In addition to private communications, information about equipment specifications and data needed for the Internet to work — much of which isn’t subject to oversight as it doesn’t involve private communications — is valuable to intelligence, U.S. law enforcement and the military.

‘Committing officer’ clears way

If necessary, a company executive, known as a “committing officer,” is given documents that guarantee immunity from civil actions resulting from the transfer of data. The companies are provided with regular updates, which may include the broad parameters of how that information is used.

Intel Corp.’s McAfee unit, which makes Internet security software, regularly cooperates with the NSA, FBI and the CIA, for example, and is a valuable partner because of its broad view of malicious Internet traffic, including espionage operations by foreign powers, according to one of the four people, who is familiar with the arrangement.

Such a relationship would start with an approach to McAfee’s chief executive, who would then clear specific individuals to work with investigators or provide the requested data, the person said. The public would be surprised at how much help the government seeks, the person said.

McAfee firewalls collect information on hackers who use legitimate servers to do their work, and the company data can be used to pinpoint where attacks begin. The company also has knowledge of the architecture of information networks worldwide, which may be useful to spy agencies who tap into them, the person said.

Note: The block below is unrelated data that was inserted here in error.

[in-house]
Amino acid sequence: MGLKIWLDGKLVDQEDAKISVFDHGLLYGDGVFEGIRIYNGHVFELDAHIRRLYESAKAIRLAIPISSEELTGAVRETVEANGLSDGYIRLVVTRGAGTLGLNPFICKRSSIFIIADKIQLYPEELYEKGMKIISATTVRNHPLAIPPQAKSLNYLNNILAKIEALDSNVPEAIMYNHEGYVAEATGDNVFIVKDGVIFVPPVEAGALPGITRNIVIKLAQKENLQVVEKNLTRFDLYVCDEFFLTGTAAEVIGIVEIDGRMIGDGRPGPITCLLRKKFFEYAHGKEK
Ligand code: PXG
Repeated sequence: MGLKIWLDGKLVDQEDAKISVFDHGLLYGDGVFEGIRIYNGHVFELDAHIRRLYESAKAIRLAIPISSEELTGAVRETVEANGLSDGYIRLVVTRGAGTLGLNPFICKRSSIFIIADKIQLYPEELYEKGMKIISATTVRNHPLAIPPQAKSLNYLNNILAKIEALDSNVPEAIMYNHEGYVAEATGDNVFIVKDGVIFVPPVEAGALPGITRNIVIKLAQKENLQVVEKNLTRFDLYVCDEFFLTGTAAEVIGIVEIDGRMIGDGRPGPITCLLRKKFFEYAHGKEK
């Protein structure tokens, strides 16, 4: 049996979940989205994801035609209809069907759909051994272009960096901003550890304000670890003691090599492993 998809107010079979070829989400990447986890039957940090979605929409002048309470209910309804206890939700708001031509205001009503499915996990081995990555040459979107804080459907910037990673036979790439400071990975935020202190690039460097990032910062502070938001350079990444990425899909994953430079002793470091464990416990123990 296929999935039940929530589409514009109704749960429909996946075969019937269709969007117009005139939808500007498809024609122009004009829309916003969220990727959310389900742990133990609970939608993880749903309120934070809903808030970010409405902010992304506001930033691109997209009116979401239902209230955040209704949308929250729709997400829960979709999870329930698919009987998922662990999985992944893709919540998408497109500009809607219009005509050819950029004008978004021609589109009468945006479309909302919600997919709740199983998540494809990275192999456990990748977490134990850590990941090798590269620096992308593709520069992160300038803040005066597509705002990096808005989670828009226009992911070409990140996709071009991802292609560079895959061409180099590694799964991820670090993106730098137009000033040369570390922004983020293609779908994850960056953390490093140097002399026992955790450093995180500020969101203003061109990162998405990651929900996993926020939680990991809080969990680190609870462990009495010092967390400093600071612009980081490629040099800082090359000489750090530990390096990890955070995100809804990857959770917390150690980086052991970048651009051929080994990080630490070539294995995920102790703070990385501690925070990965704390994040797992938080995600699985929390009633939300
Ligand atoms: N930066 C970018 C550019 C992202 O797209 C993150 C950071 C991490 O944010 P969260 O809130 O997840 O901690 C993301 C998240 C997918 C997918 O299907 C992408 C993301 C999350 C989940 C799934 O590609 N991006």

In exchange, leaders of companies are showered with attention and information by the agencies to help maintain the relationship, the person said.

In other cases, companies are given quick warnings about threats that could affect their bottom line, including serious Internet attacks and who is behind them.

Following an attack on his company by Chinese hackers in 2010, Sergey Brin, Google’s co-founder, was provided with highly sensitive government intelligence linking the attack to a specific unit of the People’s Liberation Army, China’s military, according to one of the people, who is familiar with the government’s investigation. Brin was given a temporary classified clearance to sit in on the briefing, the person said.

According to information provided by Snowden, Google, owner of the world’s most popular search engine, had at that point been a Prism participant for more than a year.